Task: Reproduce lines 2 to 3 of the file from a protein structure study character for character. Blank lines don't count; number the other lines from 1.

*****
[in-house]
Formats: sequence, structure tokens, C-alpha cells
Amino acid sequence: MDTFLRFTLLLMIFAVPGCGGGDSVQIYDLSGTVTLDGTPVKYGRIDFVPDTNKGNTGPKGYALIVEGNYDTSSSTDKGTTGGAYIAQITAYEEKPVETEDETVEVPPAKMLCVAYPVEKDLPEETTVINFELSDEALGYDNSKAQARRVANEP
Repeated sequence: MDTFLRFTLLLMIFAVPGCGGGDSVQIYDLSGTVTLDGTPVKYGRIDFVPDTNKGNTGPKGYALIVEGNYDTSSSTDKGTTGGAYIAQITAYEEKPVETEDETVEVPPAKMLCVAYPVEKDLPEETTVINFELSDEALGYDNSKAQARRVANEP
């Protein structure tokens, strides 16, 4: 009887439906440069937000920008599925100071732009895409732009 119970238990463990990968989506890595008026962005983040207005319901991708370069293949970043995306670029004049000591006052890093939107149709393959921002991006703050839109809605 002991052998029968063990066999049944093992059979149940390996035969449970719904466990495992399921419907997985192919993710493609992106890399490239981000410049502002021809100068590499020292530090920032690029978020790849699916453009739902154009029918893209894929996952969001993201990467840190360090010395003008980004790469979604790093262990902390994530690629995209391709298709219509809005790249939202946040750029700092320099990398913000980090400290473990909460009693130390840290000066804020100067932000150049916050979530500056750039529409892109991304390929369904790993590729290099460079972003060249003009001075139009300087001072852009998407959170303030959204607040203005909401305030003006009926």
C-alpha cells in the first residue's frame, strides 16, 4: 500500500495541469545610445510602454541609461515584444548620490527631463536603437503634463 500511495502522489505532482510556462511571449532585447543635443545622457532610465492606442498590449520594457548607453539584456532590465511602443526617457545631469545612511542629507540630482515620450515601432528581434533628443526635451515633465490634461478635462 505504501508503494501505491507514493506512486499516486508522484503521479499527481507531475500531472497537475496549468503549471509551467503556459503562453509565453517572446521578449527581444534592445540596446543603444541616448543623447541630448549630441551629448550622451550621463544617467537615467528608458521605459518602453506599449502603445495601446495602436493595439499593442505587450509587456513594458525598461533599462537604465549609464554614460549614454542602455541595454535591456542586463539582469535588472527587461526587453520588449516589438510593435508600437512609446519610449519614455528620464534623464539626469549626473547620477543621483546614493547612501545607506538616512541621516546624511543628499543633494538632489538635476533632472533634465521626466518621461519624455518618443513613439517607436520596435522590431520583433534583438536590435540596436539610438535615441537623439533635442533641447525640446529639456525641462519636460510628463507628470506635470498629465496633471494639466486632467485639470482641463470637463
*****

Formats: sequence, structure tokens, C-alpha cells
Amino acid sequence: MDTFLRFTLLLMIFAVPGCGGGDSVQIYDLSGTVTLDGTPVKYGRIDFVPDTNKGNTGPKGYALIVEGNYDTSSSTDKGTTGGAYIAQITAYEEKPVETEDETVEVPPAKMLCVAYPVEKDLPEETTVINFELSDEALGYDNSKAQARRVANEP